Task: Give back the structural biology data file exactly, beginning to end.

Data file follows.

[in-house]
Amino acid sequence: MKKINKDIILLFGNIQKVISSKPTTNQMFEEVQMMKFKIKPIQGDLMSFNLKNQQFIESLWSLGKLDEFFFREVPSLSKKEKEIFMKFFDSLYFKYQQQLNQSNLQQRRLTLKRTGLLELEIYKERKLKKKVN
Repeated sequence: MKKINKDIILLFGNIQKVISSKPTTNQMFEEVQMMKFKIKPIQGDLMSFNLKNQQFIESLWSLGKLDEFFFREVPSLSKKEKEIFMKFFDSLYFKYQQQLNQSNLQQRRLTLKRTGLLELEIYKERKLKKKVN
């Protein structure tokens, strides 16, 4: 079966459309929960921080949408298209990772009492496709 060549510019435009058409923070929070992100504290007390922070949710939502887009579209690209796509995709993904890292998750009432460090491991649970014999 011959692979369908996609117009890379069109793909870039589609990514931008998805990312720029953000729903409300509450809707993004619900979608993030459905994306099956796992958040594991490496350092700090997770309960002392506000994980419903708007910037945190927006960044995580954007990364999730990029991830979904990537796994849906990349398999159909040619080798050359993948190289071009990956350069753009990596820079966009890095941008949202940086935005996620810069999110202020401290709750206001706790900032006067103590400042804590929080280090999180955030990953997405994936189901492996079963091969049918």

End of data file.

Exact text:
[in-house]
Amino acid sequence: MKKINKDIILLFGNIQKVISSKPTTNQMFEEVQMMKFKIKPIQGDLMSFNLKNQQFIESLWSLGKLDEFFFREVPSLSKKEKEIFMKFFDSLYFKYQQQLNQSNLQQRRLTLKRTGLLELEIYKERKLKKKVN
Repeated sequence: MKKINKDIILLFGNIQKVISSKPTTNQMFEEVQMMKFKIKPIQGDLMSFNLKNQQFIESLWSLGKLDEFFFREVPSLSKKEKEIFMKFFDSLYFKYQQQLNQSNLQQRRLTLKRTGLLELEIYKERKLKKKVN
């Protein structure tokens, strides 16, 4: 079966459309929960921080949408298209990772009492496709 060549510019435009058409923070929070992100504290007390922070949710939502887009579209690209796509995709993904890292998750009432460090491991649970014999 011959692979369908996609117009890379069109793909870039589609990514931008998805990312720029953000729903409300509450809707993004619900979608993030459905994306099956796992958040594991490496350092700090997770309960002392506000994980419903708007910037945190927006960044995580954007990364999730990029991830979904990537796994849906990349398999159909040619080798050359993948190289071009990956350069753009990596820079966009890095941008949202940086935005996620810069999110202020401290709750206001706790900032006067103590400042804590929080280090999180955030990953997405994936189901492996079963091969049918």